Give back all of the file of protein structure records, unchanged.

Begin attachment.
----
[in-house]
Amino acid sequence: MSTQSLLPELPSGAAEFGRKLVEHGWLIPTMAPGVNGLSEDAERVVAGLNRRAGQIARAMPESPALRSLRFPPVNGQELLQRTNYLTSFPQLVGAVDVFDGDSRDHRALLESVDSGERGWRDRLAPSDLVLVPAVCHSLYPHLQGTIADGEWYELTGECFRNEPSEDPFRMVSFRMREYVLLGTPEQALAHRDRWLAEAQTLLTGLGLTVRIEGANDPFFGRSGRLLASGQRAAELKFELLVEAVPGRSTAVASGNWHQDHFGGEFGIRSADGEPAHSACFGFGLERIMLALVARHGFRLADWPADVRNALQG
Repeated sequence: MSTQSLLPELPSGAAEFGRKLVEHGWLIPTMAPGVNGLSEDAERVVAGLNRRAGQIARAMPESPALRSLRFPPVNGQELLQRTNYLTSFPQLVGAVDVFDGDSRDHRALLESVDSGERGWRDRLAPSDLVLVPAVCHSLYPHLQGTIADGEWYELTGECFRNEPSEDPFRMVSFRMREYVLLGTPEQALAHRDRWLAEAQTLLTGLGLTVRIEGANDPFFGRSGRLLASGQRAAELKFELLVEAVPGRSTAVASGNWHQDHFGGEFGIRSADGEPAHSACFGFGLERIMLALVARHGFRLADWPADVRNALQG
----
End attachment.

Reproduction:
[in-house]
Amino acid sequence: MSTQSLLPELPSGAAEFGRKLVEHGWLIPTMAPGVNGLSEDAERVVAGLNRRAGQIARAMPESPALRSLRFPPVNGQELLQRTNYLTSFPQLVGAVDVFDGDSRDHRALLESVDSGERGWRDRLAPSDLVLVPAVCHSLYPHLQGTIADGEWYELTGECFRNEPSEDPFRMVSFRMREYVLLGTPEQALAHRDRWLAEAQTLLTGLGLTVRIEGANDPFFGRSGRLLASGQRAAELKFELLVEAVPGRSTAVASGNWHQDHFGGEFGIRSADGEPAHSACFGFGLERIMLALVARHGFRLADWPADVRNALQG
Repeated sequence: MSTQSLLPELPSGAAEFGRKLVEHGWLIPTMAPGVNGLSEDAERVVAGLNRRAGQIARAMPESPALRSLRFPPVNGQELLQRTNYLTSFPQLVGAVDVFDGDSRDHRALLESVDSGERGWRDRLAPSDLVLVPAVCHSLYPHLQGTIADGEWYELTGECFRNEPSEDPFRMVSFRMREYVLLGTPEQALAHRDRWLAEAQTLLTGLGLTVRIEGANDPFFGRSGRLLASGQRAAELKFELLVEAVPGRSTAVASGNWHQDHFGGEFGIRSADGEPAHSACFGFGLERIMLALVARHGFRLADWPADVRNALQG